Palestinians fear the price they will have to pay

Palestinian Reaction
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Mahmoud Abdullah was at home watching television, when news of the terror assault on the United States broke. As the carnage grew, he did not take to the streets to dance in celebration, as some Palestinians did.

But he did feel this horrendous slaughter had proved a point. "I told myself that this is a strike from God, and it showed that there are some forces stronger than the Americans in this world," he said yesterday. "I felt that there had been a change in the balance within the world."

Mr Abdullah, 23, used to make his living selling clothes in Bethlehem market, but now – like many, many thousands of other Palestinians on the West Bank – he is unemployed, having lost his livelihood to the economic collapse brought about by the intifada and Israel's military siege of Palestinian areas.

Bitterness has set in as the loss of Palestinian lives has risen steadily over the last year to more than 600. With it, has come a deepening of a long-held antipathy towards the US for the money – some $3bn a year – and weapons and political support it has lavished on Israel.

Most of the world will have been disgusted by the television footage of Palestinians dancing in the streets in the hours after the catastrophe in the US. The crowds were not large – except in the West Bank city of Nablus where several thousand took part – but the impact of the pictures was immense.

It was far more shocking, and even more self-destructive, than the Palestinians' mass demonstrations of support in favour of Saddam Hussein during the 1991 Gulf War, or the hideous pleasure regularly expressed on their streets over the ruthless murder of Israeli civilians by Islamic suicide bombers.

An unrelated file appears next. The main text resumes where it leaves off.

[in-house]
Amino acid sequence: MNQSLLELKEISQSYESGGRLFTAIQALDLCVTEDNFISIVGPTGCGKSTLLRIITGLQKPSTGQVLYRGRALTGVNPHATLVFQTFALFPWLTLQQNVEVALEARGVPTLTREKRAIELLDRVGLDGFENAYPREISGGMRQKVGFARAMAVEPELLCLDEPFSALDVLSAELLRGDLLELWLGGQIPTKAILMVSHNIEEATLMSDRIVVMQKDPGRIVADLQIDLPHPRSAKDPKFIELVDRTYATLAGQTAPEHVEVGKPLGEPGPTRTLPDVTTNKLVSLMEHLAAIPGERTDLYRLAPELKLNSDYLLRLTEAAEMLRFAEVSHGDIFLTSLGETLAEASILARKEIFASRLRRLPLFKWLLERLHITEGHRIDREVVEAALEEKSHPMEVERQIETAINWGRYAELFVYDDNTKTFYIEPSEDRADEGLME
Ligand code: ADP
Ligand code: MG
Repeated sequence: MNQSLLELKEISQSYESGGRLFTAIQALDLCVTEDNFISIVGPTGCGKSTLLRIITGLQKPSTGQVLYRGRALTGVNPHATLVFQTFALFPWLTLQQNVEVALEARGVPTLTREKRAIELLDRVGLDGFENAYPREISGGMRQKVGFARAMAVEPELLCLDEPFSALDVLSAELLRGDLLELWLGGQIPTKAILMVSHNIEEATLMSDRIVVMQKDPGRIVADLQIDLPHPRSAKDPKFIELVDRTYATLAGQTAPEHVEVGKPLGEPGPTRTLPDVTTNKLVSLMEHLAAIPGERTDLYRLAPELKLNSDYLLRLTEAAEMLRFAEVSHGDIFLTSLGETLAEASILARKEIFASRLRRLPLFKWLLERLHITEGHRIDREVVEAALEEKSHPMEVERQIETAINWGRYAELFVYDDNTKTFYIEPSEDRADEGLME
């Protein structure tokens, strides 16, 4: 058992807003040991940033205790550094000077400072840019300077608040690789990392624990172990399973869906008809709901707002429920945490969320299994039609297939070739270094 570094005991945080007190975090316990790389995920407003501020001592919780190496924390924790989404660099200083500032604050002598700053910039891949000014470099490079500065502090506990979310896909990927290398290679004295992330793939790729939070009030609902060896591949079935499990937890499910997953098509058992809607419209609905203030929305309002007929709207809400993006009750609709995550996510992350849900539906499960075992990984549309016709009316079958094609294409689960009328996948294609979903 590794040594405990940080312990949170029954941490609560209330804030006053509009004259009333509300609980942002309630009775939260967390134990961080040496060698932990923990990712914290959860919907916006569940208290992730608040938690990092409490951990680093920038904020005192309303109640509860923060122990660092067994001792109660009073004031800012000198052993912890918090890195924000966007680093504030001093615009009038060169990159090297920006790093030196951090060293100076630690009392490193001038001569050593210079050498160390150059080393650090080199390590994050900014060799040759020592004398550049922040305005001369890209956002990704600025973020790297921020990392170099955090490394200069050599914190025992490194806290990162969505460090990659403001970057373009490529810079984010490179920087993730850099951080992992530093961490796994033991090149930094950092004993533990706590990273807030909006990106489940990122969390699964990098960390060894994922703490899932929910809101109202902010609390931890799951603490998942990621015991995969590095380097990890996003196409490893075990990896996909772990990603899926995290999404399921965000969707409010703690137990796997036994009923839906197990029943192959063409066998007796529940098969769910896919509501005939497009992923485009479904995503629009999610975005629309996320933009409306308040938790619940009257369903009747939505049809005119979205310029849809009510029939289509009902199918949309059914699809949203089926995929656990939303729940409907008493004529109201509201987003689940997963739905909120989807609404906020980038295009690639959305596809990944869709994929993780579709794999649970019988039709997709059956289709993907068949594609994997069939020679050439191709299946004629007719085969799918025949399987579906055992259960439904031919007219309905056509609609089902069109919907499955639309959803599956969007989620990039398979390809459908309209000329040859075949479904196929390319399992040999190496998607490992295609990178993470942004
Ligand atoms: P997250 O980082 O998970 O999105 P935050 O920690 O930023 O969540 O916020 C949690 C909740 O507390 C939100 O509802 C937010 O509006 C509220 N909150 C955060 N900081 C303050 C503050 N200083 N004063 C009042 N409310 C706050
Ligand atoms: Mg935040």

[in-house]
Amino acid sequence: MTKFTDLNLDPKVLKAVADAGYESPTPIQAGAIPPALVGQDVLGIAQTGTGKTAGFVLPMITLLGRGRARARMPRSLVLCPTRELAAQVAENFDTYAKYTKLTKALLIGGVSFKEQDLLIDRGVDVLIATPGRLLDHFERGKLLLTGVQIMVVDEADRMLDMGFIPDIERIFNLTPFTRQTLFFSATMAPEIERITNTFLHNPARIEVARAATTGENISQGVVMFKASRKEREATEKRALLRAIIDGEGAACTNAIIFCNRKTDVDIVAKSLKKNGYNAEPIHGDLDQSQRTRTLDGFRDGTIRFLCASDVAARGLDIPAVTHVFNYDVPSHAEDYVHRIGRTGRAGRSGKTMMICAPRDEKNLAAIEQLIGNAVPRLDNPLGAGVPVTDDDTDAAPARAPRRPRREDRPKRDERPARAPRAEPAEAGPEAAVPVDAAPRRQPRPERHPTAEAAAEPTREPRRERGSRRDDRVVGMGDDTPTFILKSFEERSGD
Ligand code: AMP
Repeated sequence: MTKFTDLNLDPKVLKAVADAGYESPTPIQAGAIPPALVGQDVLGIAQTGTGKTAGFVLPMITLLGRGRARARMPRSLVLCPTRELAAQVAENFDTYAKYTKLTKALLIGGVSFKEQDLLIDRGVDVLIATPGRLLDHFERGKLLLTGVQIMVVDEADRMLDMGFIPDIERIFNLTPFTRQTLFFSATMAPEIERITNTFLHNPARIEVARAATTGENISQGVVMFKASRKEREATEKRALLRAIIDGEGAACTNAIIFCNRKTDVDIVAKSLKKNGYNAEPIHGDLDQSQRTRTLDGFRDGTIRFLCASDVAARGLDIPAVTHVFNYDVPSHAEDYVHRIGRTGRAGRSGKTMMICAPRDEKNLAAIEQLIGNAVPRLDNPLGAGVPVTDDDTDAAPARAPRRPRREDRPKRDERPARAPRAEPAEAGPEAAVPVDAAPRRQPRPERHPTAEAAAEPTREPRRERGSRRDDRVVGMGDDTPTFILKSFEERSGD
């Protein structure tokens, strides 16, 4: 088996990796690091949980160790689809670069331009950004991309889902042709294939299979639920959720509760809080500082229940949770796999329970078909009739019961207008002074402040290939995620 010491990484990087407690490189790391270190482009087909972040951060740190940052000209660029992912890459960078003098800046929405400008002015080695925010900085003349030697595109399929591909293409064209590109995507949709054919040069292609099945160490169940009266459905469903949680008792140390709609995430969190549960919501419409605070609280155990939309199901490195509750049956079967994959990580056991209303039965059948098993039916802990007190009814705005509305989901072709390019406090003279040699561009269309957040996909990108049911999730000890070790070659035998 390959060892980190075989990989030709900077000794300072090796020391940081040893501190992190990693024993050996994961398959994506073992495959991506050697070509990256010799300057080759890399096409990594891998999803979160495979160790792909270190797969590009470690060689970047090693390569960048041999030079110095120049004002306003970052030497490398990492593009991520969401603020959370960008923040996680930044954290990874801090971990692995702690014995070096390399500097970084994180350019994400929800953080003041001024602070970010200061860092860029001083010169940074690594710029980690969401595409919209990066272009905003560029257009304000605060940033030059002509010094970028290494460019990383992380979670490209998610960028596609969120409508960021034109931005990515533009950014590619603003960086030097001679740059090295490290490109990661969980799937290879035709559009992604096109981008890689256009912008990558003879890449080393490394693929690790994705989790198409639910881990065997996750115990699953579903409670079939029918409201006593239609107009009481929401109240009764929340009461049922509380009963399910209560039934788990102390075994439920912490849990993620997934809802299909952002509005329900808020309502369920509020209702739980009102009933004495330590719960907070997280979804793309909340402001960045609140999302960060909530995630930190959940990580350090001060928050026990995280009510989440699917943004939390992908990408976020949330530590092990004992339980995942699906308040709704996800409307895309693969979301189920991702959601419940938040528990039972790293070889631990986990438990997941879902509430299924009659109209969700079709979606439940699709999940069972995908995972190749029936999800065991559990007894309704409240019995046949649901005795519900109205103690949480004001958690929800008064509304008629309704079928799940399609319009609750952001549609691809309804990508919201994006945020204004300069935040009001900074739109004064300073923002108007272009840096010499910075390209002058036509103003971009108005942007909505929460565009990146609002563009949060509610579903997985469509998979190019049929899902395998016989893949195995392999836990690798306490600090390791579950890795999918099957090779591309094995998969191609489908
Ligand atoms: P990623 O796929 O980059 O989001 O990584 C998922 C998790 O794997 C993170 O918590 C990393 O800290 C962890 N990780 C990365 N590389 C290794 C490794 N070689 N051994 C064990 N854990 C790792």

Many Palestinians were at pains to point out yesterday that these revellers did not reflect the majority view. "These are people in total despair," said one PLO official, "They know that they will be blamed for these attacks, even though the Palestinians were not involved, and they believe Israel will now be allowed to do what it likes to them."

People in the streets of the occupied territories approached by The Independent yesterday expressed conflicting emotions. They condemned the massacre – along with their own leader, Yasser Arafat, and the entire Middle East, including some of its most extreme elements. Mr Arafat donated blood yesterday for the victims of the terror attacks while other Palestinians held a vigil in Jerusalem.

Egypt's Muslim Brotherhood, leaders of the Palestinian Hamas and several radical Islamic clerics, came out against it. So did the countries on America's blacklist of nations which it accuses of "sponsoring terror" – Libya, Sudan and Iran.

And yet, at street-level, Arab opposition to American policy in the Middle East remained unshaken, and often emerged entwined with the view that the assault on America represented a terrible form of divine justice, a counterblow by Islam against the world's secular, consumer-mad superpower.

It is not – Palestinians argued – a contradiction to wholly oppose the mass murders in the US but to continue to argue that American conduct in the Middle East has been wrong and cruel.

If any heart could be expected to be hardened to Tuesday's horrors it was that of Nahme Hard, 58. Last November, her two sisters – Rachme, 59, and Aziza, 54 – were killed by a missile fired from a US-made Apache helicopter outside her Bethlehem home. It was Israel's first assassination of the intifada, and it found its target – a Fatah gunman called Hussein Abayat, 34. But it also killed the two innocent women, who were passing by.

Nahme has a picture of Saddam Hussein, his chest decked in medals, above the door of her stark home at Beit Sahour, on the edge of Bethlehem. She condemns America's failure to persuade Israel to lift the economic blockade of the West Bank and Gaza, and shakes her head despairingly at the suffering of her people.

But the massacres in New York and Washington horrified her as much as any other. "I cried. I thought – what crime have these people committed? They are men, women and children. What have they done wrong? They aren't guilty of anything."

There were nods of agreement from her nephew, a 31-year-old officer in the Palestinian Preventative Security force called Hamed. He said: "I was shocked when I saw people celebrating. They are not representatives of the Palestinian people. They were just kids. Our battle is not with the Americans. It is with Israel. Civilians should not be killed like this. Osama bin Laden is not our friend. He is an enemy."

Underlying these emotions, there is a widespread fear of the price that Palestinians will now have to pay. Despite their dislike of US policy, the Palestinian leadership still looks to Washington as the only power that can ultimately mediate between them and Israel. After this week's events, the Bush administration, always reluctant to be sucked into the Middle East quagmire, will keep its distance.